• Give centre stage to the dentist. If the dentist does most of the talking, the dentist and your child will build a better relationship. The parent and dentist can talk after the examination. 

Brushing Up On Tooth Brushing

  • Toddlers can and should be encouraged to help brush their teeth as soon as they can hold a brush.
  • Parents should brush pre-schoolers’ teeth and supervise the brushing for school-age children until they are 7 to 8 years of age (about the same time they can tie their own shoelaces or write in cursive).
  • Choose a toothbrush designed for children’s smaller hands and mouths. Look for large handles that help children control the toothbrush.
  • The best toothbrushes have soft, round-ended (polished) bristles that clean while being gentle on the gums. Remember to throw out a toothbrush after 3 months or sooner if the bristles are fraying. Frayed bristles can harm the gums and are not as effective in cleaning teeth.
  • The best times to brush are after breakfast and before bed.
  • The child should use toothpaste with fluoride.  Young children, especially preschool-aged children, should not swallow any toothpaste. Careful supervision is encouraged.
  • For children under 2-years-old, use a smear of fluoridated toothpaste. For those 2 to 5 years old, a small pea sized amount of fluoridated toothpaste on the brush is recommended. Ingesting too much fluoride can cause fluorosis of the developing teeth. Fluorosis usually is mild with tiny white specks or streaks that often are unnoticeable.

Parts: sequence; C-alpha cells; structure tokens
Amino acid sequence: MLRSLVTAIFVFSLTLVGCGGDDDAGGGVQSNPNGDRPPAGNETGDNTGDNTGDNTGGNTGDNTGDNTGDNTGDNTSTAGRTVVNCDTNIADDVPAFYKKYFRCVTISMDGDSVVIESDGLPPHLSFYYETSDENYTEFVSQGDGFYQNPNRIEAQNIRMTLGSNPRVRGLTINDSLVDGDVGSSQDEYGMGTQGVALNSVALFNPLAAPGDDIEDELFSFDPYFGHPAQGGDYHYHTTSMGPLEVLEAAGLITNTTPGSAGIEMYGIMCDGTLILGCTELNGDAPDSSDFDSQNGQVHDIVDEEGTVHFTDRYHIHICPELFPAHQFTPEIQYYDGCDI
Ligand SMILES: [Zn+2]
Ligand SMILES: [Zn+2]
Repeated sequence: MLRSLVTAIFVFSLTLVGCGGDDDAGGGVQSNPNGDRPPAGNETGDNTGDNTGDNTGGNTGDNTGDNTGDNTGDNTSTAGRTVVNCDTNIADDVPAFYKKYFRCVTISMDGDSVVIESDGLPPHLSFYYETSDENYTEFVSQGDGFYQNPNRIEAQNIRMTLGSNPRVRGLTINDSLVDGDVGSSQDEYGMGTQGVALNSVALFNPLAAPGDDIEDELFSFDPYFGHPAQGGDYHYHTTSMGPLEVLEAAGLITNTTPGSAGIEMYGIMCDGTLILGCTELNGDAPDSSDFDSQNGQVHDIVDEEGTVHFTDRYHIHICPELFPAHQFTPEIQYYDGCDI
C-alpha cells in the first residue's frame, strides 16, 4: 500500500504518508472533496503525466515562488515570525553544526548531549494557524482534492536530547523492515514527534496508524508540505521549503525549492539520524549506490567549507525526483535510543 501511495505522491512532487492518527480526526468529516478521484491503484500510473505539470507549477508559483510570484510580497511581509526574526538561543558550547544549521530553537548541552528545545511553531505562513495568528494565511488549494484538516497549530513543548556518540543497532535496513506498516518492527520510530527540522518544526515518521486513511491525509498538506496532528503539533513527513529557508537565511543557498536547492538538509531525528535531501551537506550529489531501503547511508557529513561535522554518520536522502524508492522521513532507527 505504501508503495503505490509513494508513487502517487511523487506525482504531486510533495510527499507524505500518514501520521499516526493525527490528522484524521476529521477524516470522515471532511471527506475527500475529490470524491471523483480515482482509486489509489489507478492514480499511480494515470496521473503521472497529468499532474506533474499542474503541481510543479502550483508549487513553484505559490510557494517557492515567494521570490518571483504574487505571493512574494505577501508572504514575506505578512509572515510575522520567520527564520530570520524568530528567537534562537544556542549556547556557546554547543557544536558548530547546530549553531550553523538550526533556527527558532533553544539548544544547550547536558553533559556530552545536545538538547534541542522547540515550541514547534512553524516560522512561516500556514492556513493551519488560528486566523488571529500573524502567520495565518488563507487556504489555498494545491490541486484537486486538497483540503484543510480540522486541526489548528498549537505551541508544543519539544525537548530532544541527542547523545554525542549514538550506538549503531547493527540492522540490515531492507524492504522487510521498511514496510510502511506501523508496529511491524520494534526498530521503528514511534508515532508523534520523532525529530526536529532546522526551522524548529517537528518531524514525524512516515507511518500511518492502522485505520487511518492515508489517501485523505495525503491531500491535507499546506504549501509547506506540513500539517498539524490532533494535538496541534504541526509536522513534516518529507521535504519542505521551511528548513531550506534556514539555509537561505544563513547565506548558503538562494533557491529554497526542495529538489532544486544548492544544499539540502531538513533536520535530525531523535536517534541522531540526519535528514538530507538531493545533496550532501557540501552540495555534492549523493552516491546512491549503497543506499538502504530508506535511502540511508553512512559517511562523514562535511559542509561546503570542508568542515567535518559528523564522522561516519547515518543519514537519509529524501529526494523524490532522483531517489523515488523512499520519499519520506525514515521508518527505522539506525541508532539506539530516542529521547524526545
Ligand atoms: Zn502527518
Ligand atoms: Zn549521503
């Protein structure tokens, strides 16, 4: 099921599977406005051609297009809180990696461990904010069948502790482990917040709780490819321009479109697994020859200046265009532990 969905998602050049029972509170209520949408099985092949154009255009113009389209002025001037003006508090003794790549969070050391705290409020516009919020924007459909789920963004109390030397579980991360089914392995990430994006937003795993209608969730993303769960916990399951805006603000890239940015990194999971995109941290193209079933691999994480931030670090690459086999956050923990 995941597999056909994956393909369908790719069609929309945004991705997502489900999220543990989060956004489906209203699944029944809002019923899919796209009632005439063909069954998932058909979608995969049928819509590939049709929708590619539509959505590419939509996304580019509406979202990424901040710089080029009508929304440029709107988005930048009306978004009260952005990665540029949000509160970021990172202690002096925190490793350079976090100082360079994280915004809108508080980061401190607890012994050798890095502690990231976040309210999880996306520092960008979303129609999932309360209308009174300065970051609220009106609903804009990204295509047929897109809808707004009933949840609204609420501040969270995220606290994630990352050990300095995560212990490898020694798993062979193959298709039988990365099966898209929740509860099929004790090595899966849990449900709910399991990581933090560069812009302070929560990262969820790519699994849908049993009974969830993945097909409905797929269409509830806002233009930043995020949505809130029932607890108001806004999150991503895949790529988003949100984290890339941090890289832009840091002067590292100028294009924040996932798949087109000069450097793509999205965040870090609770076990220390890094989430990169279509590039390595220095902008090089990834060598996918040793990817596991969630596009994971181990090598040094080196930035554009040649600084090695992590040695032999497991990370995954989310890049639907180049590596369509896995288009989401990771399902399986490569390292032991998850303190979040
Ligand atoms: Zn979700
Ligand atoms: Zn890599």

• When all sides of a tooth cannot be cleaned by brushing alone, it is time to begin flossing the child’s teeth. Ask the dentist for tips on flossing the child’s teeth.

Dental Care For School-Age Children

Preventive Step 1: Good Home Care

  • Tooth brushing should be performed twice daily. The best times to brush are after breakfast and before bed. Parents should supervise the brushing for school-age children until they are 7-8 years of age (about the same time they can tie their own shoelaces or write in cursive).
  • The best toothbrushes have soft, round-ended (polished) bristles that clean while being gentle on the gums. The handle should be the correct size to fit your child’s hand.
  • When adjacent tooth surfaces cannot be cleansed by brushing alone, it is time to begin daily flossing. Initially, floss the child’s teeth. As the child matures, supervise her flossing. She should master this skill around age 10.
  • Snack in moderation, no more than three times a day. Snacks should contribute to the overall nutrition and health of the child. Cheese, vegetables and yogurt are all nutritious snacks.

Preventive Step 2: Fluorides

  • Fluoride not only helps prevent cavities and slows the growth of decay, but it can also reverse decay in its early stages. The enamel of a tooth remineralised with fluoride is stronger than the original tooth surface.
  • Water fluoridation is still the No. 1 cost effective way to prevent tooth decay.
  • If a child does not have access to adequately fluoridated water, a dentist can advise parents about other sources of fluoride, such as fluoride supplements.
  • The AAPD recommends “an individualised patient caries-risk assessment before prescribing the use of supplemental fluoride-containing products.” Also, the AAPD states that “significant cariostatic benefits can be achieved by the use of fluoride-containing preparations such as toothpastes, gels, and rinses, especially in areas without water fluoridation.” Mouth rinses may be incorporated into a caries-preventive program for a school-aged child at high risk.

Preventive Step 3: Sealants

  • Most cavities in children occur in places that sealants could have protected. Pit and fissure decay accounts for 80 to 90% of cavities in permanent back teeth and 44% in baby teeth.